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Paws to Reflect offers gentle daily reflections for those who seek to grow spiritually by observing the animal kingdom and all the lessons it teaches.
Paws to Reflect offers gentle daily reflections for those who seek to grow spiritually by observing the animal kingdom and all the lessons it teaches.
Let Sleeping Dogs ... DREAM!
Awake, awake, arm of the Lord, clothe yourself with strength! Awake, as in days gone by, as in generations of old. —Isaiah 51:9
Some days, Daisy, our three-legged Dalmatian, is curled in sound sleep, when Henry, the miniature schnauzer, comes along to torment her with a curious sniff. Henry's curiosity and agitation can rouse Daisy from a dead sleep to a ferocious attack in zero to six seconds.
As humans, we have a metaphoric sleep as well, spending a lot of time in a comfortable "coast" in life's holding pattern. We fail to live up to our potential and forget to heed our calling. We need to be awakened to a fresh new life, without taking the heads off those around us, being jolted, as it were, out of our day-to-day rut. How to respond? How do we change and come fully aware and awake? We have to let go of the old habits and let ourselves forge a new path in obedience. When we empty ourselves of the world, we can be filled with God's light. We must let go of comfort—something that can be truly terrifying.
When you see a sleeping dog lash out, it's not usually out of a mean spirit. It's out of fear. We react just as ferociously as a sleeping dog sometimes because we are afraid to become new—afraid to become God's full potential for us.
On this first day of the year, let us wake up into a new day, where we have love all around us to encourage us. Let last night's nightmare fall away and become today's glorious dream. Be courageous in God's new world for you!—d.o.
Pink Slips and Chew Bones
Grace and peace to you from God our Father and the Lord Jesus Christ. —Philemon 1:3
I watched the golden retriever I had fostered for six months ride away with her new "mommy" as she stared at me through the back windshield of that little red Honda. She had come such a long way from the frightened abuse victim placed in my care. Her eyes never left me as the car left for the horizon. There was a chew bone in her mouth. Her tail was wagging. This dog knew she was going to a new home. Yet, somehow, she wanted to let me know she was grateful. She knew the dark place she'd come from and where she was now going, and I was just the spot in between.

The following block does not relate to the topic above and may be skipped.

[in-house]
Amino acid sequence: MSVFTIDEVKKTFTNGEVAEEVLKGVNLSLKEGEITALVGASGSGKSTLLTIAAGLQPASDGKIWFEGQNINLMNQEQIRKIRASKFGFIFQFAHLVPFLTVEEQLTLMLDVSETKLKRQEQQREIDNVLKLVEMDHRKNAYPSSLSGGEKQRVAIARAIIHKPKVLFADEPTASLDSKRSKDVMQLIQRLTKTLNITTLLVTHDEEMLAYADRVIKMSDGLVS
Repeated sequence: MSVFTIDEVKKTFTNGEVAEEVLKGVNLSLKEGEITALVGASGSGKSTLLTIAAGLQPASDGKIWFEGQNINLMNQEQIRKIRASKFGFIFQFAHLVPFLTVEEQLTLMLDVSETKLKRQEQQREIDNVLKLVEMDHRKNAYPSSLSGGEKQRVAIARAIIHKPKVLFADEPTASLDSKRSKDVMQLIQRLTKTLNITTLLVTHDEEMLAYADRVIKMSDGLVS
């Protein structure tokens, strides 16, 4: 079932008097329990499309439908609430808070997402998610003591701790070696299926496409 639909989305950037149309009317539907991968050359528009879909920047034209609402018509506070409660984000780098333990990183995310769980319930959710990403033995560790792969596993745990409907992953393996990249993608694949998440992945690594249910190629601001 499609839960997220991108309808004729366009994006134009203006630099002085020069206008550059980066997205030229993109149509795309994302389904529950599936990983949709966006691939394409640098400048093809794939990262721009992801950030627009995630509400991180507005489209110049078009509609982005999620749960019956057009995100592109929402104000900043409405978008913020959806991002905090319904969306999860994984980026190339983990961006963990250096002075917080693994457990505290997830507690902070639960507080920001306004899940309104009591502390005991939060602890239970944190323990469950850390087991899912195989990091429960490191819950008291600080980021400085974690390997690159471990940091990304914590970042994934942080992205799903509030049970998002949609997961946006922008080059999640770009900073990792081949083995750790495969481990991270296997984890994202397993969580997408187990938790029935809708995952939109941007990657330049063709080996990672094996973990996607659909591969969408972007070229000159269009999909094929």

Some things are not meant to be forever. They are just meant to get us there. Every friendship, every job, every place we live, is just a bridge to learning something we need in order to become who we are to be. People leave us because their part in our journey is finished. We never complete anything without having a lesson to be learned. Good-byes always leave us with a piece missing, don't they? Change is always difficult.
If you are saying good-bye to someone, something, or some place, reflect on what you have gained from the time you have spent. Let it be woven into the fabric of who you are becoming. Just remember, nothing is taken without being replaced by more of what you need. Just as I had been a temporary caregiver for that beautiful golden retriever, she now has a permanent place to curl up and call home. Say good-bye with grace and hello with hope, and leave with a lesson. Nothing leaves until it is time to let go. Accepting loss only comes with God's help and the wisdom of time.—d.o.
I will repay you for the years that the swarming locust has eaten. —Joel 2:25
When I was ten years old, my parents decided that I should have a collie. My dad negotiated with the breeder, who apologized for the one imperfect one left. My parents paid thirty-five dollars for her. I named her Shane. She was my princess, and to me, she was worth a million dollars.
I think of Shane and remember a lifetime. She represents my whole childhood. She was always by my side, a loyal companion, but I let her down when the pressures of growing up pulled me away. I moved away for school, and she died while I was gone. My parents were in a painful divorce, and I was gone—Shane must have wondered where I was. I carried the broken heart of never having said a final good-bye, and I was filled with the regret of knowing that she must have been terribly lonely when I was suddenly not there.
When we are hurting or struggling or striving to get ahead, we tend to let down the ones we love. Someone once said that hurting people hurt people. Sometimes hurting people hurt their furry friends too. The pain of that regret was a secret hurt in my heart for a long time, until one day my daughter and best friend gave me a collie. I named her Veronique. In Shane's honor, I would take care of another. I would give now what I didn't know how to give then. Regret cannot heal. Love can. Love does.
We can break the sad cycle that compels us to create hurt from hurt, and instead we can let the broken places in our hearts become places where there is more room for love.—k.m.
Then Job replied: "How long will you torment me and crush me with words?" —Job 19:1-2
I remember reading about a man who cut the ears off his dog, so that "when he was fighting other dogs, they couldn't pull him down by his ears." The dog almost bled to death. Even as they removed the dog from the home and took the man into custody on animal cruelty charges, the dog fought to get back to his master.
People who are cruel are often blessed with undeserved loyalty from an animal. The look from the eyes of an abused animal at its master is often sad, pleading—yet never angry. The eyes of an abused person are much the same toward a perpetrator.